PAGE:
More common causes are listed first. Less common causes are listed later.
- Dental disease is responsible for the vast majority of cases of bad breath in pets. Mild dental disease is responsible for “dog breath” and “cat breath”. Severe dental disease can cause severe halitosis.
- Animals who have recently consumed malodorous materials such as garbage or feces, or animals who have recently vomited will have bad breath.
- Animals with infections in their mouths due to tooth abscesses or oral trauma may have halitosis.
- Food or foreign objects lodged in the mouth (for instance, between teeth) can cause bad breath.
- Metabolic diseases such as kidney disease may cause bad breath.
- In cats, eosinophilic granulomas (also known as rodent ulcers) may lead to halitosis.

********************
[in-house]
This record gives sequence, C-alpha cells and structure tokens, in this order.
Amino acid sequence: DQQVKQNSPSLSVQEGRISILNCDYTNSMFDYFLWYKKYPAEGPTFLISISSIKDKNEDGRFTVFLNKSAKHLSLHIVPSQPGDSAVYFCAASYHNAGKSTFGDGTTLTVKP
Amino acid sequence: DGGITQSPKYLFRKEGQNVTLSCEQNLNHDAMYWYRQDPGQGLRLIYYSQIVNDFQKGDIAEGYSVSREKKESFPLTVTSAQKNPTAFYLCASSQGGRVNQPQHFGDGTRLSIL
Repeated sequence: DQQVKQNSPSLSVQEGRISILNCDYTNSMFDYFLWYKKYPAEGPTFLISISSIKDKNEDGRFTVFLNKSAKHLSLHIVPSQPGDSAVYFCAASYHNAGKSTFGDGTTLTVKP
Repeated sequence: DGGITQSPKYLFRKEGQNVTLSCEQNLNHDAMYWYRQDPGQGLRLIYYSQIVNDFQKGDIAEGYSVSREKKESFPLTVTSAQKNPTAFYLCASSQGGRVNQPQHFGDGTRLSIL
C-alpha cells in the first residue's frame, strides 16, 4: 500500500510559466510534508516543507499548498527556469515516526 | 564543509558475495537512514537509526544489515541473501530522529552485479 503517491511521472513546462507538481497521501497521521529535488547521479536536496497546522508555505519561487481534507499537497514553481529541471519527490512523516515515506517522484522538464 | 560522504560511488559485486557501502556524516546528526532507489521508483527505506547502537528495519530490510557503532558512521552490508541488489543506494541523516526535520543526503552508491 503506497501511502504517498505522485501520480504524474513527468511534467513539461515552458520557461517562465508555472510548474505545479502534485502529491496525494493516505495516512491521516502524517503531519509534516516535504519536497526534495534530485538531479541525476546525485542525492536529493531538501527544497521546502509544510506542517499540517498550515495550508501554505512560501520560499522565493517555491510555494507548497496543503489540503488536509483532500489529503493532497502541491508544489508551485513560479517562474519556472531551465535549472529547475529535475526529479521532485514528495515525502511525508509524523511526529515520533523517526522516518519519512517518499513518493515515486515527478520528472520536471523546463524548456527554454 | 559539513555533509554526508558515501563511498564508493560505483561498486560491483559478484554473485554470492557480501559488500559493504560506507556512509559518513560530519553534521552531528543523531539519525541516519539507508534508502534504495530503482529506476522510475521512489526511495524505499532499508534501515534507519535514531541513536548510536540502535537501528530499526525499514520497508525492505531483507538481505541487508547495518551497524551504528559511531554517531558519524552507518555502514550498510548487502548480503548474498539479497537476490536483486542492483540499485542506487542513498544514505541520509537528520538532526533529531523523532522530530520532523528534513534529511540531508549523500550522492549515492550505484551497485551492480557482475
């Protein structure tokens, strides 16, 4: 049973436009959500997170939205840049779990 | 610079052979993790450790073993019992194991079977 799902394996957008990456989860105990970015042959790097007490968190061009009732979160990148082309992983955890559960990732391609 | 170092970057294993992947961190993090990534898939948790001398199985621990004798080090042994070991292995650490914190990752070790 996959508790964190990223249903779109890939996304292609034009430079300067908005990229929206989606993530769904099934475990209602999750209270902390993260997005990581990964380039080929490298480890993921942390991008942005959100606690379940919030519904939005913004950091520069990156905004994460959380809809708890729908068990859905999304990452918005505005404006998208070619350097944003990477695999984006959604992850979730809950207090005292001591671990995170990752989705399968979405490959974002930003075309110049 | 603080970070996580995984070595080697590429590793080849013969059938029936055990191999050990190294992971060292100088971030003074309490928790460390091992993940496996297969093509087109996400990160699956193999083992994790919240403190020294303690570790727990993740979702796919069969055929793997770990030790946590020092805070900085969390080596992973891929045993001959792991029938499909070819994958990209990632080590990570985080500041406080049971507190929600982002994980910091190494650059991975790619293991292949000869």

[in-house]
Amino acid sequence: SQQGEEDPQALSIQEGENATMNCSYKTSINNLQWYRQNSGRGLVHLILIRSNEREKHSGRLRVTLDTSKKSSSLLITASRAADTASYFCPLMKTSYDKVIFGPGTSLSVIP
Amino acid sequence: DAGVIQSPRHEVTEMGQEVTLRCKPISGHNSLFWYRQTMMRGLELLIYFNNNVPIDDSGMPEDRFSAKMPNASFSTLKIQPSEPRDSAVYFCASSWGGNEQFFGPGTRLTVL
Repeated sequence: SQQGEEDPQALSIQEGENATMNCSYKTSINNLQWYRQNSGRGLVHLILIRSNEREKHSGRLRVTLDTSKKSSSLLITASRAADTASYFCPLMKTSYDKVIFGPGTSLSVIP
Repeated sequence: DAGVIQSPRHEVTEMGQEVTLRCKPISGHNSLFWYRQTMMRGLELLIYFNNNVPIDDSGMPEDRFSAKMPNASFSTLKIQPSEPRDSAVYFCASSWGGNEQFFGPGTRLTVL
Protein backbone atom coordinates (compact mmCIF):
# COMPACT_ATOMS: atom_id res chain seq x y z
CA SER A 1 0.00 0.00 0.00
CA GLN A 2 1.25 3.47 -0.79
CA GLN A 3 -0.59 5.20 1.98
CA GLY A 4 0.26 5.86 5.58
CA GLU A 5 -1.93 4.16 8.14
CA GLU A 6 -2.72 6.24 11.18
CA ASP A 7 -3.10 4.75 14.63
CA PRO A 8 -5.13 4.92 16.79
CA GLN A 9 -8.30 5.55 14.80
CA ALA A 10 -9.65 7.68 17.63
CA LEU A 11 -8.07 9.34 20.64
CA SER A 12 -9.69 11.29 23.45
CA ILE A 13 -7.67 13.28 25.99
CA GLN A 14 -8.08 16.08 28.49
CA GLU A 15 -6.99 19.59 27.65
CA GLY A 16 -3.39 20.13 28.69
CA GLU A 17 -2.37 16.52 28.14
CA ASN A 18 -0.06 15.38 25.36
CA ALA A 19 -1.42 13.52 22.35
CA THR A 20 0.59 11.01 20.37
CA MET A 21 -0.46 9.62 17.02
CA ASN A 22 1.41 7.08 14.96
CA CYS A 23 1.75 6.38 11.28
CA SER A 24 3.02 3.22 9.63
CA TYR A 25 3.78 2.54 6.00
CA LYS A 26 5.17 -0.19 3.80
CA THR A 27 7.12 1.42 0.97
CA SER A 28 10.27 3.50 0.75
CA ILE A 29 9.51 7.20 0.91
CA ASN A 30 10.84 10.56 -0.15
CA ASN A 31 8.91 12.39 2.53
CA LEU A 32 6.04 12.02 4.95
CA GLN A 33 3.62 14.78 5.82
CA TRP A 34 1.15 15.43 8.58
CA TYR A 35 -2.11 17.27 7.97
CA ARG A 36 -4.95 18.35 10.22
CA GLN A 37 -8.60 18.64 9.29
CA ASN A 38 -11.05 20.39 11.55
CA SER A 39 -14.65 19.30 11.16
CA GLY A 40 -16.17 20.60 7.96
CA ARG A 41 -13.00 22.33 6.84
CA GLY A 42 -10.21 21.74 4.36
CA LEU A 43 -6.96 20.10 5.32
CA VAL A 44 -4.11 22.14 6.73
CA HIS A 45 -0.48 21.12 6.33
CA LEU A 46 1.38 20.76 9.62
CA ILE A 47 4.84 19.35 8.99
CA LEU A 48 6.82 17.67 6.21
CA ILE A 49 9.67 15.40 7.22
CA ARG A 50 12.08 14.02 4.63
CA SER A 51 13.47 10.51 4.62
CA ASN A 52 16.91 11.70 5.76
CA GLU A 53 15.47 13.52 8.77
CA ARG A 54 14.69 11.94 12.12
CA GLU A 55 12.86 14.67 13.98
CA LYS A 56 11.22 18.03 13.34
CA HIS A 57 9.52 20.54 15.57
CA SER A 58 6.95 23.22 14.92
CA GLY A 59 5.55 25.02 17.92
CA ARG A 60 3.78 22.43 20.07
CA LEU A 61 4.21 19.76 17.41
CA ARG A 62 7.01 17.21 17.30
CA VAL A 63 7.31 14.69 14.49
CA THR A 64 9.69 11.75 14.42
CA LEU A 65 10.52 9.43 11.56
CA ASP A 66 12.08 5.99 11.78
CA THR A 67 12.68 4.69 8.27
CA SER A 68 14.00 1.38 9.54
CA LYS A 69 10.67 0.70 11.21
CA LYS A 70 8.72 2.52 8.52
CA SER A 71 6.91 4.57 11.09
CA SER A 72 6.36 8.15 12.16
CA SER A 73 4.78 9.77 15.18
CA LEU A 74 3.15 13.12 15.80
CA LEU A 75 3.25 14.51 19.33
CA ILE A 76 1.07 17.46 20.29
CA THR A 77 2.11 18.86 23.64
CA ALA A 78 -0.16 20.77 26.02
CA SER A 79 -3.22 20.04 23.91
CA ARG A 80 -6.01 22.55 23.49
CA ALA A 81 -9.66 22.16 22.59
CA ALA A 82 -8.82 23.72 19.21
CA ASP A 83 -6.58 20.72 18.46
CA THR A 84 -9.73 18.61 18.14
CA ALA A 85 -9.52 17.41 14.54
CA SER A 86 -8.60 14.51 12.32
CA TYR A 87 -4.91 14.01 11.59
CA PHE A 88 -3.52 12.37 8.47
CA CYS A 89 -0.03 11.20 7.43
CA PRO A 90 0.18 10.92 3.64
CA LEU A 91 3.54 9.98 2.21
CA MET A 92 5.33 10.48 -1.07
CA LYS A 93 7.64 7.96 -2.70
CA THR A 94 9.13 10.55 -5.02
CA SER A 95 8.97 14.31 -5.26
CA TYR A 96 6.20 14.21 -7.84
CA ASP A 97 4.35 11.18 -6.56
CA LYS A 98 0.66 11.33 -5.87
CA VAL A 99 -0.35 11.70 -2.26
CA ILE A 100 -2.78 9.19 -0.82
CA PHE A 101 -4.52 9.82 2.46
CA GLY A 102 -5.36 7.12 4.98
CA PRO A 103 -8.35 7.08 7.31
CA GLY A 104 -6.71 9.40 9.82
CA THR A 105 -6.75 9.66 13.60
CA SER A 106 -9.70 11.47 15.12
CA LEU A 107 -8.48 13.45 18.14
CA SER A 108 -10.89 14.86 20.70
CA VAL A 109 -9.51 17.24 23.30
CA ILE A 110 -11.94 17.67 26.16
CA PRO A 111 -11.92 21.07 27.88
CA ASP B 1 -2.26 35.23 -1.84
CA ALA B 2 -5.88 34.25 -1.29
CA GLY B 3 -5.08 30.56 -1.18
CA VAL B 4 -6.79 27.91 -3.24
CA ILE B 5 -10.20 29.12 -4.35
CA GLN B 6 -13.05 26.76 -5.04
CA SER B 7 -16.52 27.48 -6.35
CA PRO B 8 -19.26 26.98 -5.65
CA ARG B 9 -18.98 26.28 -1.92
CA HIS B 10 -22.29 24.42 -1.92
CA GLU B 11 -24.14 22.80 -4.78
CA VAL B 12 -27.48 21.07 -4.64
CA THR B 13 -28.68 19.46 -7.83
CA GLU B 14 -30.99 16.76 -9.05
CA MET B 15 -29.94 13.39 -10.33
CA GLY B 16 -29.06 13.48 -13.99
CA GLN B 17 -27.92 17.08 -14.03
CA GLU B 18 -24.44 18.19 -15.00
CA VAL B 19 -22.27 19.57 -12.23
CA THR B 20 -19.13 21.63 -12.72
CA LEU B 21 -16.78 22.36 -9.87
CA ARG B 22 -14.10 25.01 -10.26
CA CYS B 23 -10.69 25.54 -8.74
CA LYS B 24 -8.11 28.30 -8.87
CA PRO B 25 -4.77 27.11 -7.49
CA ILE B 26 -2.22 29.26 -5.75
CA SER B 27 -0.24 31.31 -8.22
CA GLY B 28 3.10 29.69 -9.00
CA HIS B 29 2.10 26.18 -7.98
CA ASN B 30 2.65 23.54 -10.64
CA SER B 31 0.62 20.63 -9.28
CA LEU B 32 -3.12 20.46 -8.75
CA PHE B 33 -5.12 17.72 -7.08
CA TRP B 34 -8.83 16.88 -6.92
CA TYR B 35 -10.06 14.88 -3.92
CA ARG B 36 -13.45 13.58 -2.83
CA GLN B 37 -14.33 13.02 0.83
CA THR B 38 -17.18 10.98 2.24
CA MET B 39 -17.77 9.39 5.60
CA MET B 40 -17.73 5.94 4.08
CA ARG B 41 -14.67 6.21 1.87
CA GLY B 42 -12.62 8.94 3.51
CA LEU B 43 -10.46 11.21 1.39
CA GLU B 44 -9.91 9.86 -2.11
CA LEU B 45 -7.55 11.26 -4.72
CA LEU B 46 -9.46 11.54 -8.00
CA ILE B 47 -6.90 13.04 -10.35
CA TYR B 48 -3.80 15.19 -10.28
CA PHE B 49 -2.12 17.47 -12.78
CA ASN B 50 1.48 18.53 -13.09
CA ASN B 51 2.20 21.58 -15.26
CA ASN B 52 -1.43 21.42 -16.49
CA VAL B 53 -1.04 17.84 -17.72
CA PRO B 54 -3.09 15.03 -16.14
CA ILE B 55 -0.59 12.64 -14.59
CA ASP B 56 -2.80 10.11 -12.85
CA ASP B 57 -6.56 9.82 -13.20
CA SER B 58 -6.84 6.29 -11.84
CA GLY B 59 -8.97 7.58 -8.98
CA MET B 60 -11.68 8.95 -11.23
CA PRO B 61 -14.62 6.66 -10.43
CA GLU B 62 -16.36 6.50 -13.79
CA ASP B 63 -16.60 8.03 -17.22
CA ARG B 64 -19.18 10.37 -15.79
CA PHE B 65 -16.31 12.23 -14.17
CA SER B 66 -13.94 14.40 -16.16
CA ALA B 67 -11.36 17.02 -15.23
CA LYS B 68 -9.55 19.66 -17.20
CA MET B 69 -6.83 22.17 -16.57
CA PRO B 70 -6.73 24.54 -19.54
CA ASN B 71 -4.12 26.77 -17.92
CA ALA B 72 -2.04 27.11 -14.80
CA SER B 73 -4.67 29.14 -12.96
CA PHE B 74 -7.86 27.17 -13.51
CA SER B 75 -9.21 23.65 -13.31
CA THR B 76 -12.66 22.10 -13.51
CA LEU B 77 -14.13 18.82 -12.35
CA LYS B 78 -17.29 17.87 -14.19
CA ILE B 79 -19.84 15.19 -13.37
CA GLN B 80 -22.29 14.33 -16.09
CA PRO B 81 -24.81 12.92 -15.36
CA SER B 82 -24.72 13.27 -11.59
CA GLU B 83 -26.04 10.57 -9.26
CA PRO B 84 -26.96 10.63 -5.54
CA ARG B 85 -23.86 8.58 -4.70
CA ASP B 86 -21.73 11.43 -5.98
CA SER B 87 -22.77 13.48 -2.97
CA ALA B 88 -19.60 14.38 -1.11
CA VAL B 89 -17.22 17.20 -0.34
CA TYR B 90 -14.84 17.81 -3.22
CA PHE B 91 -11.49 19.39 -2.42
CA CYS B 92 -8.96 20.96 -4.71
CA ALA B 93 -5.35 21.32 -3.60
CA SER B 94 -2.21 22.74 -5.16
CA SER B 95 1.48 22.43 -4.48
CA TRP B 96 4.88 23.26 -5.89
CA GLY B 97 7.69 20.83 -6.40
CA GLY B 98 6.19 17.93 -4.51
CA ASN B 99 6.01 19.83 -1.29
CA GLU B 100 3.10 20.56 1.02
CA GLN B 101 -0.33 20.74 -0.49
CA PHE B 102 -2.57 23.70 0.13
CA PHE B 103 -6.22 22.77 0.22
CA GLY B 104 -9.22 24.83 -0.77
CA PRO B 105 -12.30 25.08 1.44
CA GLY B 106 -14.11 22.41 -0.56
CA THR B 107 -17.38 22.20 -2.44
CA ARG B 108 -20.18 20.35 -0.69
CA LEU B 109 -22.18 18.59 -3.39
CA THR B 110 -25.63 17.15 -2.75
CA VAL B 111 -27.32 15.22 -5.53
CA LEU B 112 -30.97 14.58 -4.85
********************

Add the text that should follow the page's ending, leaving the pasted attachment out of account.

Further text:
- Growths, tumors, or polyps in the mouth can trigger bad breath.
Recommended Course of Action
Mild halitosis (“dog breath” or “cat breath”) may improve with gentle daily tooth brushing. Do not use human toothpaste when brushing a pet’s teeth.
Severe halitosis usually has a medically significant cause (such as dental disease). Pets with severe halitosis should receive veterinary care.
Any pet who suffers a precipitate worsening of halitosis should be evaluated by a veterinarian. Likewise, any animal who suffers from halitosis in combination with other symptoms such as lethargy, lack of appetite, drooling, oral pain, or bleeding from the mouth should receive veterinary care as soon as possible.
When in doubt the safest course of action is to consult with a veterinarian.
Copyright © Eric Barchas, DVM. All rights reserved.
The contents of this page are provided for general informational purposes only. Under no circumstances should this page be substituted for professional consultation with a veterinarian.